Thursday, April 4, 2013

Creative Writing From Start to Finish - Part III

We've come to the final part of our series on creative writing today, and I certainly hope you’ve enjoyed the journey. Since we’ve gotten through concept development, outlining, story structure and writing, it’s on to the last steps: timelining, theme weaving, and editing.

You might consider this the boring part of the tutorial and quite frankly, there was a time where I would have agreed with you. Nonetheless, the things we cover in this portion are equally, if not more important than the things we talked about in the last two chapters. And I promise, I’ll try to keep it all interesting. In fact, you may even enjoy it.

Writing timelines is a skill I always recommend people develop if they’re going to tackle a story, and especially one that is told in multiple parts or will otherwise be quite long and detailed. I don’t always save doing this for the end, and will often start timelining in the same instance that I pull my first story concept together, and work on it throughout the whole process. In general, my timeline isn’t finished until I’ve put significant work into my story, already, so there’s never a bad time to do one.

For a decent timeline, you’ll want to lay out major events of your plot, theme(s), and the actions of each of your major characters, in parallel lines along a span of time – the beginning and end of your story. When starting out, you may have a timeline that looks as simple as this:

But more than likely, you’ll finish with one as big as or bigger than this:

Whatever you end up with, your timeline has one purpose – to keep complicated plot points in line with one another. As you write your timeline, you will begin to see things line up in ways which may lead you to a theme, or two, which could help tie your story together.

Themes are sometimes credited as the glue of a story, since they do such a nice job of unifying things. At its core, a good theme is simultaneously the lesson and inspiration we get through reading and one of the best ways a reader can make a connection to our real world from one of fantasy. The main theme supports the plot. As with many things, themes are best if kept simple and able to be described in one sentence. A good theme may be as simple as “If we work hard and stay optimistic, we can achieve anything.”

The best way to define your theme is to read through your writing and see what kinds of ideas have already tied themselves together. It’s very likely that you’ve placed a theme into your story without even realizing it. Working with the above example of working hard and being optimistic, you may choose to emphasize a point in your tale when a character achieves something through hard work, in an especially poignant fashion. If you find an instance where a character does not get what they want through hard work, you may keep it as a conflict or re-work it so it better fits your theme.

There are artsier themes, as well, and you may choose to keep them secondary to the main theme. Themes revolving around the rising and setting of the sun, change of seasons, and other such things are in this vein. For example, you may choose to align each of your characters with a season, and when your summer character has her moment of glory, you may choose to depict it happening on a hot day in July. Themes such as this are wide open, and serve as nice little extras your audience will appreciate if done well.

Your final phase of writing will come with the editing process. As we’d discussed in the last entry, you will want your story to be moved along in a way where each scene is set up to show off a character trait, move the plot, or both. Everything else is fluff and should be discarded.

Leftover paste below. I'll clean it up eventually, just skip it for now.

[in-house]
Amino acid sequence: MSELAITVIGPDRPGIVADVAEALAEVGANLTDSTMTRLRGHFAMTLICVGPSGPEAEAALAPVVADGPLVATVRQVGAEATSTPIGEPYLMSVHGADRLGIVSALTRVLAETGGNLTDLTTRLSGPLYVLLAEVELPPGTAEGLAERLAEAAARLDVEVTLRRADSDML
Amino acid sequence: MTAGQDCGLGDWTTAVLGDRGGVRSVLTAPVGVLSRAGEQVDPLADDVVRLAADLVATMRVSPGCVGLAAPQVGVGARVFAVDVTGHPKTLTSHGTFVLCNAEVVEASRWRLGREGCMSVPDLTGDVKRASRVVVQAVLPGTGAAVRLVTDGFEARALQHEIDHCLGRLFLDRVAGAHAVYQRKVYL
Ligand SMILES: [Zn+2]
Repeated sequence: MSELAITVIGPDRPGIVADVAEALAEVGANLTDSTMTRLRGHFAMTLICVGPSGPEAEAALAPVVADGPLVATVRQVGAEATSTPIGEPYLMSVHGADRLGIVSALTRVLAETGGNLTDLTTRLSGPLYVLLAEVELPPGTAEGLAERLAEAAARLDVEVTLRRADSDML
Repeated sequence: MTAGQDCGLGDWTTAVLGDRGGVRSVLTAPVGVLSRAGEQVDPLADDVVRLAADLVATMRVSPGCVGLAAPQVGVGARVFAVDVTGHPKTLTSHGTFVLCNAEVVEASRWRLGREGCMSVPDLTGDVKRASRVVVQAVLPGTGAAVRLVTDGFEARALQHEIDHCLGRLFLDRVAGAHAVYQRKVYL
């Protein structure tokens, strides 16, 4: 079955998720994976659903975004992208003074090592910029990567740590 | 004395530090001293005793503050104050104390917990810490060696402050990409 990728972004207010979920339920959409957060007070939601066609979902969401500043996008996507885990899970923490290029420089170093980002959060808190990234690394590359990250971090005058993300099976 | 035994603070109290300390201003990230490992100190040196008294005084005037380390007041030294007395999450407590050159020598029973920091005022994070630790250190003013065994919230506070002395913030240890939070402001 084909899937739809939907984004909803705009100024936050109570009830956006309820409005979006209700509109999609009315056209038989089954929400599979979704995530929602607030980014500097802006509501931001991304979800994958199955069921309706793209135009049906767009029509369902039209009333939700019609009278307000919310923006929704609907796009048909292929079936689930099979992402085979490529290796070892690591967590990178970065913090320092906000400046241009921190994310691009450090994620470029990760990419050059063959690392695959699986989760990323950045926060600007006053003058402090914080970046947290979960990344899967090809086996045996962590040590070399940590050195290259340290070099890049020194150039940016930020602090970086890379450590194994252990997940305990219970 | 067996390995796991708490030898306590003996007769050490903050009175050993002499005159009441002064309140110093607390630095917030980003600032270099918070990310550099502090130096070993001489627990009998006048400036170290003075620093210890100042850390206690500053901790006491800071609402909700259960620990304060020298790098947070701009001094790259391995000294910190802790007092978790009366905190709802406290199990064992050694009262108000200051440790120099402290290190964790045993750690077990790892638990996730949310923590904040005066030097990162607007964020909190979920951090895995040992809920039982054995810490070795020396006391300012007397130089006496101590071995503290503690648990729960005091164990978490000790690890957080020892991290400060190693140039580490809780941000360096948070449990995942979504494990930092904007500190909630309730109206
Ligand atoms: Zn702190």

Let’s think of an example scene where two characters are conversing. One character may reveal she’s looking to have more adventure in her life, thus revealing something about her character and setting up a major plot point where it is assumed she will soon be on some epic journey. Her companion may state that he’s traveled to a place full of wonder and excitement, revealing something about his character in turn, as well as taking the next step into the plot. It’s very tempting for beginning writers to start a scene such as this with the two characters talking about the weather and what a nice day it is, but unless the weather is a factor in the plot or a character’s future actions, our audience doesn’t need to know too much about that stuff and it can be left out.

Finally, as you review your writing, you want to make sure you’ve done a good job of showing and not telling. What I mean by that is, it’s easiest to simply state that major plot points are happening as they happen, and give away the objective of characters by equipping them with dialogue which states specifically what it may be – but it’s hardly interesting.

Check your work and read over it. Are things too obvious? Do you leave room for your audience to imagine once in a while? Did you find yourself writing more of “the full moon was out” and less of “faint rays of light glinted off of broken glass, providing the only illumination to the ground”? Now is the time to fix little nuances such as these and make them more interesting.

One last word on editing – if you’re doing a professional job, pay for a professional editor. You will be glad you did.

So that wraps up our little course on creative writing! I hope you’ve enjoyed and I hope you’ve learned something in the last three weeks. There is so very much more to cover on this subject than what I’ve given you here, so I recommend you look into books and other articles on the subject as you continue to grow as a writer.

Remember – there’s no better way to learn how to write than to start writing. Stay creative, until next time!

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